Headaches in Early Pregnancy

Headaches in Early Pregnancy

Nearly all women have occasional
headaches, but having a headache in pregnancy is not fun. And managing headaches is
especially tricky in the first trimester when you should avoid many medicines. Whether
headache is from tension or is a full-blown migraine, there are some things you should

What causes headaches in

The exact cause of a headache isn’t
always clear. In the first trimester, changing hormone levels and blood volume may
a role. A dull, overall headache can come with stress, severe tiredness (fatigue),
eyestrain. Sinus headaches may be more likely because of the nasal congestion and
nose that are common in early pregnancy. Hunger and low levels of blood sugar can
trigger headaches, too. Women who suddenly stop their morning coffee and sodas may
experience caffeine withdrawal headaches. Those who also suffer with nausea and vomiting
in early pregnancy can become dehydrated. This can also bring on a headache.

Migraine headaches are a common
type of headache in pregnancy. These painful, throbbing headaches are often felt on
side of the head and result from expansion of the blood vessels in the brain. The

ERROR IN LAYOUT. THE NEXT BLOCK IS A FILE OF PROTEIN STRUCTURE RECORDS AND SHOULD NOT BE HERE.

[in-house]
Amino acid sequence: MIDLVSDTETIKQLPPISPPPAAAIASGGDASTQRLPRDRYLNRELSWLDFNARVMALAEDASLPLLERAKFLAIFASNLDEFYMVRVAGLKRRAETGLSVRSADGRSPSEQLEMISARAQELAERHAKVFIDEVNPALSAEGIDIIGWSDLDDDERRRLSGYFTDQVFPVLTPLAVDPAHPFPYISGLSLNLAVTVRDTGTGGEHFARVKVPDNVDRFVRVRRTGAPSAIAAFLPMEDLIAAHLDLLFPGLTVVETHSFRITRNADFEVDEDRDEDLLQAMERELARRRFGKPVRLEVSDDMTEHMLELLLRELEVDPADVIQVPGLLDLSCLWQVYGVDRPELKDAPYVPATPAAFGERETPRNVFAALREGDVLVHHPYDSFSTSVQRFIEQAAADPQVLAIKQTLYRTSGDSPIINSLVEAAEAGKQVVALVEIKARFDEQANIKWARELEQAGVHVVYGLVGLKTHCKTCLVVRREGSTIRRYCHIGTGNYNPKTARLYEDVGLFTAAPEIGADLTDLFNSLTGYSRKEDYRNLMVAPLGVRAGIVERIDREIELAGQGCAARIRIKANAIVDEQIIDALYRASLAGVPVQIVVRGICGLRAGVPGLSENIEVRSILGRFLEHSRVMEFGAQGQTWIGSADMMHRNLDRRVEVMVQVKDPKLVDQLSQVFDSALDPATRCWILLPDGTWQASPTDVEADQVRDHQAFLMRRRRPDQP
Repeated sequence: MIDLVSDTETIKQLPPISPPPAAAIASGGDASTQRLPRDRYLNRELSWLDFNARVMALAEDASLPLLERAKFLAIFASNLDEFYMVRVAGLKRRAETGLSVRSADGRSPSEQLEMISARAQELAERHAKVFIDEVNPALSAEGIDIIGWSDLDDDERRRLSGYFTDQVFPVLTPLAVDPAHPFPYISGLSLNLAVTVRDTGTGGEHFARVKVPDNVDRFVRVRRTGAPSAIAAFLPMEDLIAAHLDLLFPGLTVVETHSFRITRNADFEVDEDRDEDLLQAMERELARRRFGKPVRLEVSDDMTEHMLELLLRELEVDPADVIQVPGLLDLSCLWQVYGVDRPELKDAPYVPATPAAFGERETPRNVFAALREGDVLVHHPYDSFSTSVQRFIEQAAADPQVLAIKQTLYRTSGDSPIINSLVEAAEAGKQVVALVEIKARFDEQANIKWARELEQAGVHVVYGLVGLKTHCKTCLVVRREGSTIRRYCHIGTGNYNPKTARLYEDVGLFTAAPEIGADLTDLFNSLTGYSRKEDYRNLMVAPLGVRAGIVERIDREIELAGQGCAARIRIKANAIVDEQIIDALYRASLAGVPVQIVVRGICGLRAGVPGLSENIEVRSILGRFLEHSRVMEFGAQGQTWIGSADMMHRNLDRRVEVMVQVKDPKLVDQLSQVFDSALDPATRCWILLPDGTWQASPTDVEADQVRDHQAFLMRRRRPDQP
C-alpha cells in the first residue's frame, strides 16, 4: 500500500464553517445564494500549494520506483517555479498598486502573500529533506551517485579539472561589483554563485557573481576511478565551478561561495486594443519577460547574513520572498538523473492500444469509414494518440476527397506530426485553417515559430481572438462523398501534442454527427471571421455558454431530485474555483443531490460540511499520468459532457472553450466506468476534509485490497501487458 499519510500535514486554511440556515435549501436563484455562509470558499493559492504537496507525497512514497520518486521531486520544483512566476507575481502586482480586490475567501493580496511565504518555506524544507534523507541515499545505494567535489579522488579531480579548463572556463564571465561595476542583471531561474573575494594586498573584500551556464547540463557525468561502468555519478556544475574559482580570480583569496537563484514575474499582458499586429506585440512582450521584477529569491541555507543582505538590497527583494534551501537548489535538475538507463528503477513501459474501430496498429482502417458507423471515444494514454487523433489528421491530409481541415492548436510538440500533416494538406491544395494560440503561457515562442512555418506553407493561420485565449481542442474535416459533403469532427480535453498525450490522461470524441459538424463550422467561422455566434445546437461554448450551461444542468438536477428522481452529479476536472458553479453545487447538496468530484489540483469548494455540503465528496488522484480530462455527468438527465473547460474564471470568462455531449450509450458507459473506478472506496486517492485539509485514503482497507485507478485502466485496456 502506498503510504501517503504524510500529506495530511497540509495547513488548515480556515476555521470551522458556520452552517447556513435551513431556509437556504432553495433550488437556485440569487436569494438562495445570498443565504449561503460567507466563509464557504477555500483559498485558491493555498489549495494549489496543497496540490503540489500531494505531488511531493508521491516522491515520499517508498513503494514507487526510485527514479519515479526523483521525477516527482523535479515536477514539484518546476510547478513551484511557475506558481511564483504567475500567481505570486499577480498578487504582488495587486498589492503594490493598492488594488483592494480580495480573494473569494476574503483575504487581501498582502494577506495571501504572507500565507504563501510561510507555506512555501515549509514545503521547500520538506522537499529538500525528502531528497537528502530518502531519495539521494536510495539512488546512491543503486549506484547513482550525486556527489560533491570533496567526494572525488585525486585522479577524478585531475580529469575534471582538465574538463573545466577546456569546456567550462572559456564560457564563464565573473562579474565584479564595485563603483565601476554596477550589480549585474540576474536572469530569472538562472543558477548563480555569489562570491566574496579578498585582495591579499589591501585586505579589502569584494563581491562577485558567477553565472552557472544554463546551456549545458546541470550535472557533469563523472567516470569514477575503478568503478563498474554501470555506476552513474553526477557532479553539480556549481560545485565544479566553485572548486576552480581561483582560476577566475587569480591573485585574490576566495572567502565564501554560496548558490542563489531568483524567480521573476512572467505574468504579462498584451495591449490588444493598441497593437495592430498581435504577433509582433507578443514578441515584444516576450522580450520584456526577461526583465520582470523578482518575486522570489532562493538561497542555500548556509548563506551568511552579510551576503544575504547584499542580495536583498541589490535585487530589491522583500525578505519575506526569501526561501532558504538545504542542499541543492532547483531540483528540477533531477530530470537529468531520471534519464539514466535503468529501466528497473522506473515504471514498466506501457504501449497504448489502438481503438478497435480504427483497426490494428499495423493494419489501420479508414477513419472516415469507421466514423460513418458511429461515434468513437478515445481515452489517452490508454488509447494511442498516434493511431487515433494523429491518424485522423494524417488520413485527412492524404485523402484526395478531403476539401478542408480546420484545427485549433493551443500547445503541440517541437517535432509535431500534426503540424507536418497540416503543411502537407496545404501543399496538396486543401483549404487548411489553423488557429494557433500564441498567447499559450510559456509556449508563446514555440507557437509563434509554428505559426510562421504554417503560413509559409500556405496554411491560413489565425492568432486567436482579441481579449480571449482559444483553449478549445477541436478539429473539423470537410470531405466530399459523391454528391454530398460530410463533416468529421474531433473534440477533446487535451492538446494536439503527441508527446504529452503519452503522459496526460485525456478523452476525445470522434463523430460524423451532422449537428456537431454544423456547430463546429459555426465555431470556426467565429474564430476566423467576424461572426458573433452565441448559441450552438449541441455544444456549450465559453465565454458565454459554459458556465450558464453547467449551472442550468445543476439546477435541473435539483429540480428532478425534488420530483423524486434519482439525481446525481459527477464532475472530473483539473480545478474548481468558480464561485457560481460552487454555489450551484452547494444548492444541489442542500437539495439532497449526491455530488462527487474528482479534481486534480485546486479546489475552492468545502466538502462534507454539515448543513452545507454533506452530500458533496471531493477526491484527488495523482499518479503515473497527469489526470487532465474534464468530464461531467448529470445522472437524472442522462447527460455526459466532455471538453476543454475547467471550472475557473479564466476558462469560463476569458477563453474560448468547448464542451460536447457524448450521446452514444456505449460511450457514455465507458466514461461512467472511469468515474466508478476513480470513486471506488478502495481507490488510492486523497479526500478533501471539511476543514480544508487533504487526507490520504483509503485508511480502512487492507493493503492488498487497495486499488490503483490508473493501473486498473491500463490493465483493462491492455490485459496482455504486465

is sometimes accompanied by nausea, vomiting, and sensitivity to light. A small
percentage of women with migraines also have an aura with the migraine. They see flashes
of light or feel tingling in their arms and legs.

When should I be concerned?

When a headache is severe, or just
doesn’t go away, or when you have dizziness, blurred vision, or changes in your field
vision, you should contact your healthcare provider. Headaches can sometimes be related
to blood pressure problems in pregnancy. If they are persistent or severe and happen
after 20 weeks of pregnancy, let your healthcare provider know. Although strokes during
pregnancy are rare, migraines can increase a pregnant woman’s risk for them. If you
migraines, report them to your provider.

What can I do about headaches?

Steps to manage headaches include
the following:

  • Stay away from any known
    headache triggers, including allergens and certain foods, like monosodium
    glutamate, cured meats, and strong cheeses.

  • Smoking is never a good idea
    in pregnancy. You should also stay away from secondhand smoke.

  • Try to eat well and drink
    plenty of fluids, especially if you are prone to morning sickness.

  • Reduce your stress level. Try
    a massage or cold pack to help with tension headaches. 

  • If your headache is a
    migraine, rest in a cool, dark room with no noise, and try using warm or cold
    compresses or an ice pack.

There is good news, however. Most
women have fewer headaches during pregnancy, especially after the first trimester.
those with a history of migraines often find there is improvement during pregnancy.